Follow these tips to prepare for cold weather in citrus to be able to protect your crop as fully as possible during a cold snap.

While Florida is not known for cold weather, the possibility of a cold snap that affects the citrus crop is a possibility every year. Cold weather in citrus is something that every Florida citrus grower should be prepared for cold weather before it arrives. See prepping tips in a Citrus Industry article written by Ray Royce, the executive director of the Highlands County Citrus Growers Association in Sebring, Florida, below.

Cold Weather in Citrus Prepping Tips

Royce maintained that a good starting point for preparing for cold weather in citrus is to check and maintain fuel tanks for irrigation pumps to ensure they can be run for a minimum of several consecutive days.”

Other prepping tips Royce shared include:

  • “Banking or wrapping young trees
  • Checking thermometers for accuracy and that they are mounted correctly
  • Determining what your forecast tracking options are and at what temperatures you are going to initiate frost-protection action
  • Maintaining clean water filters at irrigation pumps
  • Making sure that you are prepared during the day for what might happen at night; checking the fuel, oil and water levels in pump motors
  • Double-checking that all grove vehicles and employees are properly outfitted or equipped with the necessary clothing, parts, flashlights, necessary tools for cranking engines and maintaining irrigation systems on cold nights, jumper cables, extra irrigation parts, etc.
  • Having working middles mowed or disked to enable adequate airflow on cold nights
  • Making sure that any lingering weed or grass presence within the tree row does not affect sprinkler coverage patterns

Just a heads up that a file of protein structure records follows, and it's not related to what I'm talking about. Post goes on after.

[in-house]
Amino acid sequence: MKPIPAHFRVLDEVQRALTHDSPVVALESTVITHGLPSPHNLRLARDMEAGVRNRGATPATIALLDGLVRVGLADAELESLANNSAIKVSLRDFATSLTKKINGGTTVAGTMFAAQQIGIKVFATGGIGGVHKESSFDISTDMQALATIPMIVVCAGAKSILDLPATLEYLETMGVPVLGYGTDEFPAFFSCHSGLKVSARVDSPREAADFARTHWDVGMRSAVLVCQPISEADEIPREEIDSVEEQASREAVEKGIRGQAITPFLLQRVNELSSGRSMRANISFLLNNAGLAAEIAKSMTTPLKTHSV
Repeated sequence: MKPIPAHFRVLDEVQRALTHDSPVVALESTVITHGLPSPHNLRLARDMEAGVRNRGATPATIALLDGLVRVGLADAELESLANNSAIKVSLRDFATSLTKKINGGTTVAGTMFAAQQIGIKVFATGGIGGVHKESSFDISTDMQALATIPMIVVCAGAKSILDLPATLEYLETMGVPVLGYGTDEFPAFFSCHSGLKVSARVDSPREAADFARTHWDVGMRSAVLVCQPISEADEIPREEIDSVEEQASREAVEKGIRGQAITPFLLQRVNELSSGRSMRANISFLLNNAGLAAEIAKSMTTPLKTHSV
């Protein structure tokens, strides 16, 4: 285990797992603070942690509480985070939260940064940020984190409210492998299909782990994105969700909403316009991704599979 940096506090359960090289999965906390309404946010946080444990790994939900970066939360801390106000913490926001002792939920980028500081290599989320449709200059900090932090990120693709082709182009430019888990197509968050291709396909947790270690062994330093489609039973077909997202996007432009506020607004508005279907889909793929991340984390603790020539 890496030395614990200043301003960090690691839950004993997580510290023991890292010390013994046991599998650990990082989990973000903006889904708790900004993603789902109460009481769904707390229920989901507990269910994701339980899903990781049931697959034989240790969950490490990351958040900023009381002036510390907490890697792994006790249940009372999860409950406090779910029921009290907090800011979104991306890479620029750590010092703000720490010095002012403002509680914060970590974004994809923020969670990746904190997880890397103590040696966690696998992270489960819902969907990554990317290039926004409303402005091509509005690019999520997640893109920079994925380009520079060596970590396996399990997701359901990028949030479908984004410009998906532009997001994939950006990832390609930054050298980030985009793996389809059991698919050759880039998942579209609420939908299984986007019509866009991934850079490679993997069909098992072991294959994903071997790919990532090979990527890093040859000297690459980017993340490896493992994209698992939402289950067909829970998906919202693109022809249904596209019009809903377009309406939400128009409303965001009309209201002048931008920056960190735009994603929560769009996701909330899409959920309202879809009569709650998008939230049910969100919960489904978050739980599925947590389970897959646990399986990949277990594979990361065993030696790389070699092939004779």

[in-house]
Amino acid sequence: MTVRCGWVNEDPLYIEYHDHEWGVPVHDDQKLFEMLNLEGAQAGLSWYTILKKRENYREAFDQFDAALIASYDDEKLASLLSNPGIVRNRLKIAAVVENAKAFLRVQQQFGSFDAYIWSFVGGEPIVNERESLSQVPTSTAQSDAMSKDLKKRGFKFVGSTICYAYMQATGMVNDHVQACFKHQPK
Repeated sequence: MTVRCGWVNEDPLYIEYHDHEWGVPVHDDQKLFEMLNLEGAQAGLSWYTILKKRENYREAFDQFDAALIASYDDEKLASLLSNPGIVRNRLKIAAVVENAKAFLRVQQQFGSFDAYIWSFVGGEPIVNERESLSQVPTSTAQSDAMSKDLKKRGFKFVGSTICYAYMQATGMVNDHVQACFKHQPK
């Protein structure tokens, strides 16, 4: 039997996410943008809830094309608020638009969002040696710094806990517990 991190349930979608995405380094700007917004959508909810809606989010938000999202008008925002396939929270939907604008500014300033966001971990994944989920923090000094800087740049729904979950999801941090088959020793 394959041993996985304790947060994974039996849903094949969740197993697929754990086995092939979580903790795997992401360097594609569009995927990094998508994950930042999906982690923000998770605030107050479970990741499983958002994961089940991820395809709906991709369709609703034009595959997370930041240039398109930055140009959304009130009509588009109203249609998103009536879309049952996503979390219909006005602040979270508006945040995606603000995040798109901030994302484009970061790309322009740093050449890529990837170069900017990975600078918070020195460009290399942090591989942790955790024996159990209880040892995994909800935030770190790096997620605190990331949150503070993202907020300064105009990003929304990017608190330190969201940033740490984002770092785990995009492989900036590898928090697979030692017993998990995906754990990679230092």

• Making sure to turn off automatic timers to keep electric pumps from turning on after jets may be frozen in the case of a marginal freeze
  • Keeping in touch with various winter weather watch sources, such as Southeast AgNet, Florida Automated Weather Network, the Winter Weather Watch Program, the National Weather Service, the Highlands County Citrus Growers Association office, etc.
  • Having a cooperative temperature watch and notification plan with fellow growers.
  • Making sure that you record flow meter readings in advance of and after any cold-protection pumpage.”

Griffin Fertilizer is committed to helping both growers and ranchers make sound agronomic and economic decisions in order to maximize the health of their grove and pasture. As a full-service custom dry & liquid fertilizer blender and crop protection product distributor, we will continue our mission to further advance Florida agriculture. For questions or concerns about your farm or pasture, contact us and one of our team will be in touch.